How Not To Get Thrown Out Of Restaurants When Dining With Kids

July 25, 2015


This week there was a very troubling story on social media about a restaurant owner in Maine and a confrontation she had with a young family. The story goes that a family had a young child in the restaurant, that the child was crying loudly for a prolonged period of time and after hinting at the family that they should leave, the restaurant owner finally “had it” and yelled, “This has got to stop,” in the direction of the family. This has led to lots of angry exchanges on social media but the real lesson is that restaurants need to set families up for success and families need to understand how to dine out respectfully with their children.

Fortunately with a few simple strategies we can all be enjoying our favourite restaurants with our children. Here are my top five tips for families dining out with children:

1. Dress Rehearsal

To have a stellar performance it is vital to rehearse. I recommend having a “fancy dress” rehearsal dinner (ideally two or three) at home to practice, making sure to go through all the steps the children would experience at a restaurant. Set the table, make a menu, let the children order, make them wait — it may take a few tries but once you’ve really practiced, you and your children will feel confident taking their restaurant ready skills for a test-drive.

2. Timing is Everything

No one is happy when they are “hangry” and that goes double for children. I recommend booking as closely as possible to the time your children would typically eat that meal, so for dinners for example I like the earliest reservations, ideally around 6:30 p.m. Other timing tips include; order as soon as you arrive (online menus can help here if you decide in advance) and don’t plan to stay too long, under an hour for children under 6 and 1.5 hours is a good target for older children.

3. Flattery will get you everywhere

We all love a good compliment and the same thing goes for children building a skill. So praise and reward often for every little step they’re taking towards being dining dynamos. Sitting nicely, napkins on lap, saying please, excuse me, thank you. Congratulate them on every one. Tell them how proud you are and let them know how much you love spending time together out as a family.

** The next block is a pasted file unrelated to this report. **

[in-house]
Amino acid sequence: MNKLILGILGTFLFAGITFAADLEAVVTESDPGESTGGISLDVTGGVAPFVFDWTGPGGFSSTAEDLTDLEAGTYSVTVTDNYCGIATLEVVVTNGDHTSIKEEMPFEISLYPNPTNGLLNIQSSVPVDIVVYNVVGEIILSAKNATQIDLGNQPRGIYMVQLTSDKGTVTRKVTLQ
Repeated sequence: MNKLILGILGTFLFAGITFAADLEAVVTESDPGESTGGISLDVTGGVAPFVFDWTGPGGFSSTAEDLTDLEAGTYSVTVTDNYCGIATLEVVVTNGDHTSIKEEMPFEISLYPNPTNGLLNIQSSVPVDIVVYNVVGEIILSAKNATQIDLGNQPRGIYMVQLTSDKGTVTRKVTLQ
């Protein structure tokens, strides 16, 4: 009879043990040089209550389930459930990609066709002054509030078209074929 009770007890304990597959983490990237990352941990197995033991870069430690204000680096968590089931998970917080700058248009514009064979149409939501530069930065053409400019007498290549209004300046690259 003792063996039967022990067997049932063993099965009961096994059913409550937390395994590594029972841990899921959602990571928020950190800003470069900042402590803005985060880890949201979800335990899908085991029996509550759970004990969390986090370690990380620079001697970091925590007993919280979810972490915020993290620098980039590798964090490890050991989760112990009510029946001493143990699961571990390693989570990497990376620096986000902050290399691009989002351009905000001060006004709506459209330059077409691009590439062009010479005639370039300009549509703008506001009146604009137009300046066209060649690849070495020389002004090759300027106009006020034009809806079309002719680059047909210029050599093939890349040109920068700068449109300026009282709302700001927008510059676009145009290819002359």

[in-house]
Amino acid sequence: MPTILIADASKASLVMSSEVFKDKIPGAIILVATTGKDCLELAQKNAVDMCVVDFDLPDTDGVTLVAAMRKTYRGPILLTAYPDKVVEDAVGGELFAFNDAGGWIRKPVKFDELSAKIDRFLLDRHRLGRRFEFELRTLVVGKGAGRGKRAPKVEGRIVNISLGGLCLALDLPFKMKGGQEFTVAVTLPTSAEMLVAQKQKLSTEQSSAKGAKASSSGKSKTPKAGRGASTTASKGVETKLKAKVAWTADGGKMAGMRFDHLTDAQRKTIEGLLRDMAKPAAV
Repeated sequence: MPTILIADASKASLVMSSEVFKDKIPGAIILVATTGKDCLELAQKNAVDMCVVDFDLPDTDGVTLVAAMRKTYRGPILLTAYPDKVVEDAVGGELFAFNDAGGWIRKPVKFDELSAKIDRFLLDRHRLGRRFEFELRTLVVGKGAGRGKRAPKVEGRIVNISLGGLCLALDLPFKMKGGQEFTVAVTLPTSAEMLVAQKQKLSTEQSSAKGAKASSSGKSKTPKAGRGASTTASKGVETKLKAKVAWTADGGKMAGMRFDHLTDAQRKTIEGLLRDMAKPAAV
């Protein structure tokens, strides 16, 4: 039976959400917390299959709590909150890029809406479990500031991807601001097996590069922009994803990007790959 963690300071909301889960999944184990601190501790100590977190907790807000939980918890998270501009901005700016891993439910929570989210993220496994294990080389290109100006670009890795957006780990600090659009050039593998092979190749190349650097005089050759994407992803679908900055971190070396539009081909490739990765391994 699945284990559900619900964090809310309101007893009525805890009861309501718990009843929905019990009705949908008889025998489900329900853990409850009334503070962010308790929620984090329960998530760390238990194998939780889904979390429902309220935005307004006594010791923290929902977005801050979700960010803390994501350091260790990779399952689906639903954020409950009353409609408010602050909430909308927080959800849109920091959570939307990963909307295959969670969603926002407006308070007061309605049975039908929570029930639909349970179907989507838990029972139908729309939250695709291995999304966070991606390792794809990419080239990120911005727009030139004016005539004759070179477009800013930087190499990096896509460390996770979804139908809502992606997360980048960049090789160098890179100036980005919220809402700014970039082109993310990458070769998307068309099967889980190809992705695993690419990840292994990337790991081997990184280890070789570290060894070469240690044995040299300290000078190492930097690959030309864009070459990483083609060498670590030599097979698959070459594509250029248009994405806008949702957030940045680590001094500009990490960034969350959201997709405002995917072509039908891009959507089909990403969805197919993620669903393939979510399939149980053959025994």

4. When in Doubt, Distract

Delays are inevitable at a restaurant, so to manage the wait savvy parents should come prepared with various distractions including active conversations, I-Spy games, crayons and paper, small books or puzzles and in the event of emergency — an IPad (on silent) at the table is better than a child having a meltdown but clearly a sign that more “rehearsal” is required.

5. Have an Escape Plan

As any veteran parent will tell you despite your best intentions and preparations, there is always the chance that your idyllic family dinner out takes a turn for the worse and the tears and crankiness begin. If things go wrong, signal your waiter hand them your credit card, ask for takeout containers and exit as quickly as possible. As parents, we all know when the party is over.

For Restauranteurs you can set even your tiniest diners up for success by creating an environment that makes them feel welcome. Children’s menus, quick service for families, and being empathetic to families if things do take a turn for the worse by helping them to settle their bill and exit quickly will all make a huge difference.

Using this approach I have been fortunate to have wonderful experiences in restaurants with my family, even when things took a “turn for the worse” with my kids. Even though it is well rehearsed — their dining etiquette is still a work in progress.

Happy Dining!